Industrial V Michigan

CRE market strong in Lansing, but challenges remain

CRE market strong in Lansing, but challenges remain,ph01

The commercial real estate market remains strong in the Lansing, Michigan, area, but it also faces its own challenges, according to the latest research from CBRE|Martin.

The retail sector in Lansing is a good example. CBRE said that in the second quarter of the year, that this sector saw the addition of new retailers to the Lansing market. But CBRE also said that vacancies in this sector will continue to rise throughout the year.

And in the office market? This sector continues to improve with the vacancy rate falling 10 basis points to 17.5 percent in the second quarter. That’s largely because the unemployment rate here is low, 3.4 percent in the quarter. That compares favorably to the 4.3 percent unemployment rate for the state of Michigan and 4 percent for the United States as a whole.

But while these numbers are good, new construction remains stalled in the office sector in the Lansing and East Lansing areas, according to CBRE’s research. In fact, CBRE says that new speculative construction in the office sector remains non-existent.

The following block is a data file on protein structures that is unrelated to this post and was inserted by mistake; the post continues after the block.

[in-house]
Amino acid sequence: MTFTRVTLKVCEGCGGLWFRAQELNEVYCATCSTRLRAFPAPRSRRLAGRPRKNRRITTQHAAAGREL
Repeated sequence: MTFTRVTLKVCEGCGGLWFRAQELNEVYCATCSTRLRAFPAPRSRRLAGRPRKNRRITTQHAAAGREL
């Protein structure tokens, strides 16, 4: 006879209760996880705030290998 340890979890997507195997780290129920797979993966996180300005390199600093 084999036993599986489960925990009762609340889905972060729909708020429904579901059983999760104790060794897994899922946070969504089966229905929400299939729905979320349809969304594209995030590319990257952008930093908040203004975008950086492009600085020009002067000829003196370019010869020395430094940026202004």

The industrial market here, not surprisingly, is strong. The industrial sector is thriving throughout most of the Midwet, and the Lansing market is no exception. CBRE says that industrial supply is not keeping up with demand, something that is pushing up rental rates and inspiring users to become more efficient in the way they use commercial space.

Overall, the industrial vacancy rate in the greater Lansing market stood at a healthy 6.8 percent, with both the North and West submarkets boasting vacancy rates under 4 percent.

CBRE reported a steady stream of industrial building sales throughout the second quarter. The biggest sales included the $1.3 million sale of 1415 Lake Lansing Road in the North submarket, the $800,000 sale of 815 Terminal in the North submarket and the $659,000 sale of 1669 E. Jolly Road in the South submarket.